The bill seeks to restrict the ability of an owner of a non-residential building to freely decide what they are able to do with commercial space when a tenant’s lease is expiring. The bill covers any building or space occupied for non-residential purposes, including, but not limited to, offices, retail, manufacturing, industrial, professional services, cultural and nonprofit entities that meet four distinct criteria. The criteria: The tenants are residents in the city; they are independently owned and operated; they are not dominant in their field; and they employ 100 or fewer people.
The basic concept of this bill is that tenants falling under the categories above will be entitled to recurring 10-year renewal leases based upon a substantial set of guidelines, with rent levels that can only rise based upon legislated increases. The bill proposes only a short list of cases in which a property owner could avoid renewing a tenant’s lease, regardless of the owner’s history with that tenant. The owner would not even have the right, in some cases, to occupy the space for their own purposes upon the expiration of a lease.
This mandatory renewal mechanism opposes the natural forces of the free market system. The commercial sector has been allowed to operate under market conditions, where price mechanisms interact with supply-and-demand characteristics. It is obvious that there is an anti-capitalism movement afoot, but this bill takes things to new heights.
The steps under which these controls would be implemented would be cumbersome and expensive. Within 180 days of the expiration of a lease, the landlord must make a proposal to the tenant for a new lease term. The tenant could choose, if the parties are not able to agree on the terms of the renewal, to enter mediation. If the mediation is not successful, the parties would go to “binding” arbitration, although if you read the bill carefully, it becomes clear that it is only binding on the property owner.
The bill includes a list of nearly 20 items that an arbiter would consider in determining the renewal rent for the 10-year extension. The tenant is not obligated to accept the determination of the arbiter. If the tenant elects not to pay the rent set by the arbiter, the tenant would be allowed to remain in possession of the space at a rent no greater than 5 percent above the average rent charged during the final 12 months of the last lease, “until such date on which the tenant shall remove his or her property from the premises.”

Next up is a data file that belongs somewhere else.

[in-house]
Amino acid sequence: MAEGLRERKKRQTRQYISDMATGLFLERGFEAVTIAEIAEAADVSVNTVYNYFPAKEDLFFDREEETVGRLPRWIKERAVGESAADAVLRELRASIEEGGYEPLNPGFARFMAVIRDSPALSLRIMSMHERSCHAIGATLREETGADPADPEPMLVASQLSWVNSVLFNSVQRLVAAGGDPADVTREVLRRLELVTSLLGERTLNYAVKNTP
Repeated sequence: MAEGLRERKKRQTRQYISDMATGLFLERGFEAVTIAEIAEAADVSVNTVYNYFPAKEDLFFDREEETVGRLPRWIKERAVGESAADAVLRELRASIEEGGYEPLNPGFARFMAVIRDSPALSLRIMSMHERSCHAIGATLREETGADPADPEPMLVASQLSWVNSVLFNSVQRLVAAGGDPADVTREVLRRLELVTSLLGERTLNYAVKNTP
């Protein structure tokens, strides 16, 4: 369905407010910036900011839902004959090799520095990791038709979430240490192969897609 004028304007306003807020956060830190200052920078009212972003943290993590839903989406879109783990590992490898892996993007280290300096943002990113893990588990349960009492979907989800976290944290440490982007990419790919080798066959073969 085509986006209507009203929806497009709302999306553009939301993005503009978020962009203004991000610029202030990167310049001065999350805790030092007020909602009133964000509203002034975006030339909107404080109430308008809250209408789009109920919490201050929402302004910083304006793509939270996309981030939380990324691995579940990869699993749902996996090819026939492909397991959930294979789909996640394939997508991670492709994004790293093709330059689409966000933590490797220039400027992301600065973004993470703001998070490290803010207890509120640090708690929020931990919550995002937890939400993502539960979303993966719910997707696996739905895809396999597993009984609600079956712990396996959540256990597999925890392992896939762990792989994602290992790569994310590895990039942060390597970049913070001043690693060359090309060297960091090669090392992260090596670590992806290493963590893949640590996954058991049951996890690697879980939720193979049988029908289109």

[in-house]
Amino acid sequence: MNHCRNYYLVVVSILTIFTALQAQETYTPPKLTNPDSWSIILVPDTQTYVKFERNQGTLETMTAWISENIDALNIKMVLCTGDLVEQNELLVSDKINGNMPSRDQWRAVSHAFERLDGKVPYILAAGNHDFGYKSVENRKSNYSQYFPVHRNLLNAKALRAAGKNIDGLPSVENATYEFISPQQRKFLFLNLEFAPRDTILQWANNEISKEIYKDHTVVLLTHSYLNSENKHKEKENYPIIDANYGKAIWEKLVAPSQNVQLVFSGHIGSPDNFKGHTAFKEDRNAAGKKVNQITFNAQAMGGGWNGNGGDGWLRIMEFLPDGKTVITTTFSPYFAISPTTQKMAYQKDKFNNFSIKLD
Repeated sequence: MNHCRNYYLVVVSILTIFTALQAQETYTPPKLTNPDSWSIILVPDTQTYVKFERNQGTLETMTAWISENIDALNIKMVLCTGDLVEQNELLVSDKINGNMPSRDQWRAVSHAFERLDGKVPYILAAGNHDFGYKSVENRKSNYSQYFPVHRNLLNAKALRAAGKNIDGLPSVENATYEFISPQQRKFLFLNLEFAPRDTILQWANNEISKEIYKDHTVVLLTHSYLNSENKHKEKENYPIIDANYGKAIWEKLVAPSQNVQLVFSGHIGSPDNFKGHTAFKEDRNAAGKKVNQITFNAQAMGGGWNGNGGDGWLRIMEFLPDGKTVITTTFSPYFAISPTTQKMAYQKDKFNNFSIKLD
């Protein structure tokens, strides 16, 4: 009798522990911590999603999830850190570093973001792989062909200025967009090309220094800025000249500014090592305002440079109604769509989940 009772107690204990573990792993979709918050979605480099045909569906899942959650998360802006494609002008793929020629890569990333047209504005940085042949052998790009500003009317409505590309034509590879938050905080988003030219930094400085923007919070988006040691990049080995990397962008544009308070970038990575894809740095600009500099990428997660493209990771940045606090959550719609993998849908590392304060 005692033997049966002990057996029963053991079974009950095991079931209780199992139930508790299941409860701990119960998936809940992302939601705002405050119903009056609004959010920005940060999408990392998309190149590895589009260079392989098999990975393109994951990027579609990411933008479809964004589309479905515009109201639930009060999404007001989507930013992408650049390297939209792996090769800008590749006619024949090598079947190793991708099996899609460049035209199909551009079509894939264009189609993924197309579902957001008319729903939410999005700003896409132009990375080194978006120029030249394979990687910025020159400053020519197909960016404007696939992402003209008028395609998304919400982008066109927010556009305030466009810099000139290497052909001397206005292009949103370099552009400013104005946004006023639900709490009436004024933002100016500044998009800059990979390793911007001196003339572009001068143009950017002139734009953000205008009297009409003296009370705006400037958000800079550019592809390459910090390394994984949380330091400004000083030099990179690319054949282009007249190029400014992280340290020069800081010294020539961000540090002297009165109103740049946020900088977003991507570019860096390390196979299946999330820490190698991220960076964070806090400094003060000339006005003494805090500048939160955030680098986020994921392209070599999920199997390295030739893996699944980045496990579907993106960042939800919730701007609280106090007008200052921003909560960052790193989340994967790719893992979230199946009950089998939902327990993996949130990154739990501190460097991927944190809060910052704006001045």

Furthermore, in the event the owner receives a written “bona fide” offer from a prospective tenant to rent the premises, the owner must first offer the current tenant the option of entering into a lease at the rent and other terms agreed to by the prospective tenant and owner. This gives the tenant a right of first refusal.
How will this mechanism realistically work? It seems obvious that the tenants will never agree to the owner’s initially proposed renewal terms. They will go to mediation and then nonbinding arbitration, simply delaying as long as possible, as this delay has no downside for them. The only reason for a tenant to possibly agree would be if they believe the market rent a new tenant would be willing to pay could be higher than the arbiter’s determination. Otherwise, they will only be responsible for paying the small increase over the last lease until a new tenant has been found. They will then likely exercise their first right of refusal and stay in the space.